As the Housing Market Cools, Bidding Wars Are Disappearing
As rising mortgage rates throw cold water on the formerly red-hot housing market, the ultra-competitive bidding wars that defined the last two years are quickly disappearing.
New data from real estate brokerage Redfin shows that just under 50% of home sale offers written by the company’s agents faced a bidding war in June. That’s the lowest rate of competition — and the first time less than half of offers have encountered a bidding war — since May 2020, at the beginning of the COVID-19 pandemic.
A year ago, nearly two-thirds of offers were involved in a bidding war, which occurs when multiple buyers are interested in the same house and so they drive up the price as they attempt to outbid one another. (Redfin considers any home offer that encounters at least one competing bid to be a bidding war.)
The firm found that the occurrence of bidding wars fell the most in Riverside, California. In June, just 32% of Redfin offers in that city saw multiple bids. A year ago, that number was 71%.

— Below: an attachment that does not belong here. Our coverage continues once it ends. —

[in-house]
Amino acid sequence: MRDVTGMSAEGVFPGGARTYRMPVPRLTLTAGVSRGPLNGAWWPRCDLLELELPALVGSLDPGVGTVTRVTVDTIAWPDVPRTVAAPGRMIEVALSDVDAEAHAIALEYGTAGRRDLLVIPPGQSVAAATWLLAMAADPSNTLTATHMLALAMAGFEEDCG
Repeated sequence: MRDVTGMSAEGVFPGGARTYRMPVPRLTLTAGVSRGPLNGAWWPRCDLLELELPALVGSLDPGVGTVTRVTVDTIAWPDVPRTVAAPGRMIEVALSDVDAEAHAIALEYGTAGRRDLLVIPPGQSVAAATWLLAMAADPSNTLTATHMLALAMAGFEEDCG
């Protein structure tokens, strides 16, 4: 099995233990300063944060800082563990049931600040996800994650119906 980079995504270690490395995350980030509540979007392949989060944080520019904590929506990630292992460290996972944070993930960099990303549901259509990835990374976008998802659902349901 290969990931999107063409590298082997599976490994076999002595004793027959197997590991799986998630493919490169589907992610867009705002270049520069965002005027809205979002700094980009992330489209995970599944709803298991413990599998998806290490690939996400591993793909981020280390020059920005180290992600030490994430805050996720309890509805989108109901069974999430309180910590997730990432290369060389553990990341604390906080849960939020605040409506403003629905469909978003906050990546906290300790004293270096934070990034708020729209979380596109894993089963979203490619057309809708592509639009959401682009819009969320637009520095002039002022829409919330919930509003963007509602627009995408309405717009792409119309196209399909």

Why is the housing market getting less competitive?
Right now, competition is slowing down because housing costs are soaring. That’s good news for some — when more people are priced out of the market, things get easier for those who remain.
“House hunters who can still afford to buy should consider taking advantage of the slowdown given that there’s way less competition,” Seattle Redfin agent Shoshana Godwin said in a news release.
But unfortunately for many people, the forces that are cooling competition have also pushed an affordable home out of reach. The sale price for an existing home — meaning not new construction — rose to a new record high of $416,000 in June, according to data released this week by the National Association of Realtors. At the same time, rising prices at the grocery store and gas station are taking a toll on Americans’ finances, and the bear market is putting a dent in investments and savings.
With mortgage rates above 5% (compared to less than 3% at the end of 2021), borrowing costs have skyrocketed. As the Federal Reserve raises its benchmark interest rate to combat inflation, banks have been increasing interest rates for consumers, too — and mortgage rates are no exception. Redfin found the monthly mortgage payment on a typically priced home is now $2,387. That's 44% more than this time last year.
The result? “Many Americans are finding they no longer have enough money to purchase a home that meets their needs,” Realtor.com Senior Economist George Ratiu wrote in a blog post on Thursday.
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